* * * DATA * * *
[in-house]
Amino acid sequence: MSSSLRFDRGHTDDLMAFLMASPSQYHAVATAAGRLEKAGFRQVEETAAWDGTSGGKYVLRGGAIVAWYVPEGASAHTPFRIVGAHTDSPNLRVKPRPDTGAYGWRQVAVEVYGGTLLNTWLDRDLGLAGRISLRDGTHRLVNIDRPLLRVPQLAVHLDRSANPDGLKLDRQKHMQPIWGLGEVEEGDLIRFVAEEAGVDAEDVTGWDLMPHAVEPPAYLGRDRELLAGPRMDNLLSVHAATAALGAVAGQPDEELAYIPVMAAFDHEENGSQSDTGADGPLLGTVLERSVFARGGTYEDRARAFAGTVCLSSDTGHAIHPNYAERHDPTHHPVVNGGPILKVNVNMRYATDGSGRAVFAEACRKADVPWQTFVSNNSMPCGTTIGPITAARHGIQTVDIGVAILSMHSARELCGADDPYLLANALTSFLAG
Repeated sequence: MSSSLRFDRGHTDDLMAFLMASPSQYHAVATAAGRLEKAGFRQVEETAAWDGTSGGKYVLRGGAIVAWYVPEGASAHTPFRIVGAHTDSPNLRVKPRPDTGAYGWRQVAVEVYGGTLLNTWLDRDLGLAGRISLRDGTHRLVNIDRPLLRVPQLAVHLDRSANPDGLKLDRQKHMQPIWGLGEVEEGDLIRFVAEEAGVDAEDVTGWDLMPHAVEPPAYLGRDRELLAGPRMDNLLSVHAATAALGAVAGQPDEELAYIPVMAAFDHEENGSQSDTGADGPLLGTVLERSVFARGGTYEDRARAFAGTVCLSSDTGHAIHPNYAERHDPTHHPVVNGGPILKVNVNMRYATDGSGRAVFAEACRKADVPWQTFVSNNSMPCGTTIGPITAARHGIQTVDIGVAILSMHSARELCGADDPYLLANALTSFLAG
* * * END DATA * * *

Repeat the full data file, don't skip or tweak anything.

[in-house]
Amino acid sequence: MSSSLRFDRGHTDDLMAFLMASPSQYHAVATAAGRLEKAGFRQVEETAAWDGTSGGKYVLRGGAIVAWYVPEGASAHTPFRIVGAHTDSPNLRVKPRPDTGAYGWRQVAVEVYGGTLLNTWLDRDLGLAGRISLRDGTHRLVNIDRPLLRVPQLAVHLDRSANPDGLKLDRQKHMQPIWGLGEVEEGDLIRFVAEEAGVDAEDVTGWDLMPHAVEPPAYLGRDRELLAGPRMDNLLSVHAATAALGAVAGQPDEELAYIPVMAAFDHEENGSQSDTGADGPLLGTVLERSVFARGGTYEDRARAFAGTVCLSSDTGHAIHPNYAERHDPTHHPVVNGGPILKVNVNMRYATDGSGRAVFAEACRKADVPWQTFVSNNSMPCGTTIGPITAARHGIQTVDIGVAILSMHSARELCGADDPYLLANALTSFLAG
Repeated sequence: MSSSLRFDRGHTDDLMAFLMASPSQYHAVATAAGRLEKAGFRQVEETAAWDGTSGGKYVLRGGAIVAWYVPEGASAHTPFRIVGAHTDSPNLRVKPRPDTGAYGWRQVAVEVYGGTLLNTWLDRDLGLAGRISLRDGTHRLVNIDRPLLRVPQLAVHLDRSANPDGLKLDRQKHMQPIWGLGEVEEGDLIRFVAEEAGVDAEDVTGWDLMPHAVEPPAYLGRDRELLAGPRMDNLLSVHAATAALGAVAGQPDEELAYIPVMAAFDHEENGSQSDTGADGPLLGTVLERSVFARGGTYEDRARAFAGTVCLSSDTGHAIHPNYAERHDPTHHPVVNGGPILKVNVNMRYATDGSGRAVFAEACRKADVPWQTFVSNNSMPCGTTIGPITAARHGIQTVDIGVAILSMHSARELCGADDPYLLANALTSFLAG